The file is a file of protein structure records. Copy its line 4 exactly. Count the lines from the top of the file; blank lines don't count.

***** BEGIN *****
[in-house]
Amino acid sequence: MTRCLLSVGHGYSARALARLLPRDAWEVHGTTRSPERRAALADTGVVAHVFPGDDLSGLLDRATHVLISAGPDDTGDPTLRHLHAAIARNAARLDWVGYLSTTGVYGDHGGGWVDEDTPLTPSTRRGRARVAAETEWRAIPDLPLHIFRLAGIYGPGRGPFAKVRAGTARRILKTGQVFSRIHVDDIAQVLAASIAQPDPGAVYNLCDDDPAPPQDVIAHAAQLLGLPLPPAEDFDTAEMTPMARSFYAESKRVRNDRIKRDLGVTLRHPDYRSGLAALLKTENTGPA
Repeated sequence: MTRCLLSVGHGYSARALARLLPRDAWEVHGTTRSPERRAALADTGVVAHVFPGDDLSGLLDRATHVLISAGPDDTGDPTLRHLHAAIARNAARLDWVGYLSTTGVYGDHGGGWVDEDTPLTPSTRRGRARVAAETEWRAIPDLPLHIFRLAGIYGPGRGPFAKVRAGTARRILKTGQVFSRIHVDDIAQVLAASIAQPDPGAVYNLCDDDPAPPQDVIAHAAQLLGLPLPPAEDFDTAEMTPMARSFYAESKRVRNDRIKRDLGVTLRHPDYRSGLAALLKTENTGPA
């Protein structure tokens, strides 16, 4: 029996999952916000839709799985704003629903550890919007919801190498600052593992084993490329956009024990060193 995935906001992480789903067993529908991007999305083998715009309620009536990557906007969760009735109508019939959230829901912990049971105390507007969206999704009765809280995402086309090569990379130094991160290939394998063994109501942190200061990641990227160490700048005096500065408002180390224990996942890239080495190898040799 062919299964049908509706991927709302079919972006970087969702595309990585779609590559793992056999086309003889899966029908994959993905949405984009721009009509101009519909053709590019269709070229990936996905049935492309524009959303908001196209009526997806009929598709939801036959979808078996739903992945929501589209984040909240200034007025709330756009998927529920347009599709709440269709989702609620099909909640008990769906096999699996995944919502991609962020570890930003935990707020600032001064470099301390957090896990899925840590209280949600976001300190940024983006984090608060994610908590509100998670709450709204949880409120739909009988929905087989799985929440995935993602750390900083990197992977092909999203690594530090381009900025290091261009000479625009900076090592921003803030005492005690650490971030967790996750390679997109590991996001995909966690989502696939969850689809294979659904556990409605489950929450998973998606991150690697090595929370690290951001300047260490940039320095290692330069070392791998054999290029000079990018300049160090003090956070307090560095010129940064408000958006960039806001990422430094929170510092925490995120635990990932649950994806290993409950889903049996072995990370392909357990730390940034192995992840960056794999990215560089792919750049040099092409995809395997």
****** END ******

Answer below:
């Protein structure tokens, strides 16, 4: 029996999952916000839709799985704003629903550890919007919801190498600052593992084993490329956009024990060193 995935906001992480789903067993529908991007999305083998715009309620009536990557906007969760009735109508019939959230829901912990049971105390507007969206999704009765809280995402086309090569990379130094991160290939394998063994109501942190200061990641990227160490700048005096500065408002180390224990996942890239080495190898040799 062919299964049908509706991927709302079919972006970087969702595309990585779609590559793992056999086309003889899966029908994959993905949405984009721009009509101009519909053709590019269709070229990936996905049935492309524009959303908001196209009526997806009929598709939801036959979808078996739903992945929501589209984040909240200034007025709330756009998927529920347009599709709440269709989702609620099909909640008990769906096999699996995944919502991609962020570890930003935990707020600032001064470099301390957090896990899925840590209280949600976001300190940024983006984090608060994610908590509100998670709450709204949880409120739909009988929905087989799985929440995935993602750390900083990197992977092909999203690594530090381009900025290091261009000479625009900076090592921003803030005492005690650490971030967790996750390679997109590991996001995909966690989502696939969850689809294979659904556990409605489950929450998973998606991150690697090595929370690290951001300047260490940039320095290692330069070392791998054999290029000079990018300049160090003090956070307090560095010129940064408000958006960039806001990422430094929170510092925490995120635990990932649950994806290993409950889903049996072995990370392909357990730390940034192995992840960056794999990215560089792919750049040099092409995809395997």